Ein schmutziges Geschäft
Schlagworte:maids, gender, work, dirt, body, early modern period, discourse analysis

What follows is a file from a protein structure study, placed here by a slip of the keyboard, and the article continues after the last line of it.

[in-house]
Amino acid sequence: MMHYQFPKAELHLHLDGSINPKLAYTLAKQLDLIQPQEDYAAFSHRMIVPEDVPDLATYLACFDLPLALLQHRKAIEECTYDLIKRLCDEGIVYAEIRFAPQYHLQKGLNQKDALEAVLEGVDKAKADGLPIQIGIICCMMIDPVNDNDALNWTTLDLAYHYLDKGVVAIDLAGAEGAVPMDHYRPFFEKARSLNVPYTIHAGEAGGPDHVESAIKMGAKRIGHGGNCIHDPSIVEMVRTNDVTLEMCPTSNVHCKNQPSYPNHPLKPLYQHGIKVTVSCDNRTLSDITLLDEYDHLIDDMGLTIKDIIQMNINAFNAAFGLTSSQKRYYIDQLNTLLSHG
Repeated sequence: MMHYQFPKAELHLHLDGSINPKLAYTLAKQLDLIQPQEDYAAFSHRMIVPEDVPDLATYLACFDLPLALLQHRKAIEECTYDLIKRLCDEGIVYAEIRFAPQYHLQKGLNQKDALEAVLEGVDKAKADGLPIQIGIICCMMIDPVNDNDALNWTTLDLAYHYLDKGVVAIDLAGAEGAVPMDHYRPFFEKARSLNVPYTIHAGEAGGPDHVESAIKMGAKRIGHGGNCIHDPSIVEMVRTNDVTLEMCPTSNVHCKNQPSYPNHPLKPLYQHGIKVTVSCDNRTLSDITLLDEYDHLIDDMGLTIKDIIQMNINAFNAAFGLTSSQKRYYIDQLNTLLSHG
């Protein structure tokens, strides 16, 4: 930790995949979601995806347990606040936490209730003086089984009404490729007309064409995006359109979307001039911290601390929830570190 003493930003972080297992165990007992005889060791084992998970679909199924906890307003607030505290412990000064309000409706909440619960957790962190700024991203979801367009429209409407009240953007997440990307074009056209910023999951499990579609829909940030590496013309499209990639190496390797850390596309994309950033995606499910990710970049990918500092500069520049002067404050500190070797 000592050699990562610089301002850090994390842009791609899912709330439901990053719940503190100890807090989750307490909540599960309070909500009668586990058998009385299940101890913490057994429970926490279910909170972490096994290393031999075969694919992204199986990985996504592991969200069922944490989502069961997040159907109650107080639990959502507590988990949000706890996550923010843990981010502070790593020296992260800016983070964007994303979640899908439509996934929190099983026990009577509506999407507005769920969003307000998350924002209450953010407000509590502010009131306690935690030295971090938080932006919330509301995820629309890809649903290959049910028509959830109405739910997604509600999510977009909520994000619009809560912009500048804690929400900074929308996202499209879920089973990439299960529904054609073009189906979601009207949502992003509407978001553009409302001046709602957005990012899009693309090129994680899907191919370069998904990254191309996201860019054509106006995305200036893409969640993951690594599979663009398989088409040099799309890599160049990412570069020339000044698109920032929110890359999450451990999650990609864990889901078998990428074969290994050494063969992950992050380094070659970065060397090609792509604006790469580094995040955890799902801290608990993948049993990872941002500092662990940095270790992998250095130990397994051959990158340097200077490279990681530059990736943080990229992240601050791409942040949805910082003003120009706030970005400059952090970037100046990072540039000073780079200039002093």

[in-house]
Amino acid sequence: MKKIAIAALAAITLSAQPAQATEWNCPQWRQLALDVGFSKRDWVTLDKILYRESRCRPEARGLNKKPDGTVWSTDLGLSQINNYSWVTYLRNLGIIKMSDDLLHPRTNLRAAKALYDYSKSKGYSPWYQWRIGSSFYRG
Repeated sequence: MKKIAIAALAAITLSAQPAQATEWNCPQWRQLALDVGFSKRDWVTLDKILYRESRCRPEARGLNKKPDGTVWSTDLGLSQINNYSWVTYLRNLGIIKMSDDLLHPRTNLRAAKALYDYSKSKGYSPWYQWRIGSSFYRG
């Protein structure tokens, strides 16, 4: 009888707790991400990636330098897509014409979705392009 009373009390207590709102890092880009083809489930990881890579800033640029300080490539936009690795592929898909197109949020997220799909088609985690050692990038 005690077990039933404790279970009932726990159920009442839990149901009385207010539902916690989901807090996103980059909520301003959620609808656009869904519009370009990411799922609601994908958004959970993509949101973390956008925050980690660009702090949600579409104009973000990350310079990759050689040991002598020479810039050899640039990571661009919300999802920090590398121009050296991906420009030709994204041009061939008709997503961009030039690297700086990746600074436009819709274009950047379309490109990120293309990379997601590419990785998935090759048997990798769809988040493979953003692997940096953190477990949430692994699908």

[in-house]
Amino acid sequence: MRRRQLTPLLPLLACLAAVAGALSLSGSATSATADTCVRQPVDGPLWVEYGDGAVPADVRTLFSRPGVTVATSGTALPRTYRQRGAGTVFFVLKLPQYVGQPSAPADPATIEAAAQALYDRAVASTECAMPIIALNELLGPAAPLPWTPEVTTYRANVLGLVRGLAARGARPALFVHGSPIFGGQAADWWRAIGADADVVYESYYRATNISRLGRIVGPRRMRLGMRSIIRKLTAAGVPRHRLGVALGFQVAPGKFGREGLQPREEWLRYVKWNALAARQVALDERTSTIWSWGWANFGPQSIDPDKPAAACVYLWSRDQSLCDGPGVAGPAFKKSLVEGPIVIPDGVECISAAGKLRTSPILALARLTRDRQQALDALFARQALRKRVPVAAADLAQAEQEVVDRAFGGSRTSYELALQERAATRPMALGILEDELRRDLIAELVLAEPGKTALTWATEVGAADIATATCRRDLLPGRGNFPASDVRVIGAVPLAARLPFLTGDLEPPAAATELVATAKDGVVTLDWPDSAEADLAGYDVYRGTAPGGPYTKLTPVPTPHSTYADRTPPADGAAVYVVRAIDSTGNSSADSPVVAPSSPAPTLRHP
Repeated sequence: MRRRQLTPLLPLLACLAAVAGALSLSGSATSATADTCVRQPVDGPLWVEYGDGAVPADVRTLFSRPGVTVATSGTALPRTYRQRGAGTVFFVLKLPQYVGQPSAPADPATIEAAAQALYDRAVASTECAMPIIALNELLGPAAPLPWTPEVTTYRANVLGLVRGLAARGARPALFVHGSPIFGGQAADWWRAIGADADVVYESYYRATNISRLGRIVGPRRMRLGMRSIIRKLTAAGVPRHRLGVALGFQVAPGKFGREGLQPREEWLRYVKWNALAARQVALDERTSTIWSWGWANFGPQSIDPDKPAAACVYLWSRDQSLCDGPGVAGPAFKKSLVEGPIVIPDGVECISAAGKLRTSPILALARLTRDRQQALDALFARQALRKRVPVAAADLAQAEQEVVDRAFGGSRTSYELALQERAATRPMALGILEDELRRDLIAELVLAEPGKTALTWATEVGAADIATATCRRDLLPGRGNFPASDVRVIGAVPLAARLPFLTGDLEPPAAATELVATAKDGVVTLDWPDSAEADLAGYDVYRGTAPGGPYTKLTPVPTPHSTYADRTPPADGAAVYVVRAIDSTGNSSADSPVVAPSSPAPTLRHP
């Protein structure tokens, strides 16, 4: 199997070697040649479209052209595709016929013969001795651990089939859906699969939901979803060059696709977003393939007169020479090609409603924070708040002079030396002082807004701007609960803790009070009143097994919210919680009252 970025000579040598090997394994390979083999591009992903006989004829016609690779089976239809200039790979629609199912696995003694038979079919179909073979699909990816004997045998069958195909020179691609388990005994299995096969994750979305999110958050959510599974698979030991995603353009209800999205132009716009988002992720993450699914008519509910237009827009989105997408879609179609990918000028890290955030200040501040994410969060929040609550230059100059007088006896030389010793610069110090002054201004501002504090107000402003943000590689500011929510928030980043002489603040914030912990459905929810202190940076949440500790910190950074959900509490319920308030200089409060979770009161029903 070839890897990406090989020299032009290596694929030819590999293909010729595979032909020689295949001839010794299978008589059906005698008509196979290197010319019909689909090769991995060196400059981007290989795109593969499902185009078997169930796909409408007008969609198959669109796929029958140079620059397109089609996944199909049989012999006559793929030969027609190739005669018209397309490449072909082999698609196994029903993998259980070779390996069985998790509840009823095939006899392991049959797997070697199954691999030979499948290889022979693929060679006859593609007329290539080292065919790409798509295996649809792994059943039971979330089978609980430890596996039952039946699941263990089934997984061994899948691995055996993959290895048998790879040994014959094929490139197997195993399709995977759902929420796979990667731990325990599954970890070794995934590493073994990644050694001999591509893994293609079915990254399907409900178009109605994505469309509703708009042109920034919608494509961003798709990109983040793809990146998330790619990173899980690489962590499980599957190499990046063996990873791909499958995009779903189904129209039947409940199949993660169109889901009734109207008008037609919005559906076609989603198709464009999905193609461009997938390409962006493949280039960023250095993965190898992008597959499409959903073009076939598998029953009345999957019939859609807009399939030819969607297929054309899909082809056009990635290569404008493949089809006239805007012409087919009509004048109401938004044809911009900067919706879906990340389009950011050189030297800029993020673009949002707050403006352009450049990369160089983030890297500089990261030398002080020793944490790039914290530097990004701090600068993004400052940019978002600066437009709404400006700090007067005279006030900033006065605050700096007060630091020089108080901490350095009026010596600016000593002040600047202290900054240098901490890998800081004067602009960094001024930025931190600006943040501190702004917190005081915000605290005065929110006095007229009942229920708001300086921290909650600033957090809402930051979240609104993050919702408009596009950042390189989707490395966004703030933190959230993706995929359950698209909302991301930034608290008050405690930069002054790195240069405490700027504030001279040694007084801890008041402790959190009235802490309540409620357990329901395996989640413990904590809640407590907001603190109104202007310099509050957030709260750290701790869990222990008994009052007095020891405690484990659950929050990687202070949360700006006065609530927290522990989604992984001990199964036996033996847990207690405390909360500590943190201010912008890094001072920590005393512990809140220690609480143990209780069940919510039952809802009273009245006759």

This paper explores the relationship between dirt, gender, and hierarchies in labour contexts based on the example of early modern maids. Using the instruments of historical discourse analysis, it probes how the understanding of dirt in the late Middle Ages around 1500 differs from that of around 1700. Besides gender and labour, one reference point of the search for traces in normative sources is the body as an intersection of diverse categories and an incorporator of dirt. Two opposing movements accompany the shift of dirt from an external stain to an internal essence. While normative theological or lordly sources pushed maids from the interior of households to the exterior of cities, dirt slowly inscribed itself into the maids’ bodies and helped establish a hierarchical labour regime that viewed female labour as inferior because it was performed by women.
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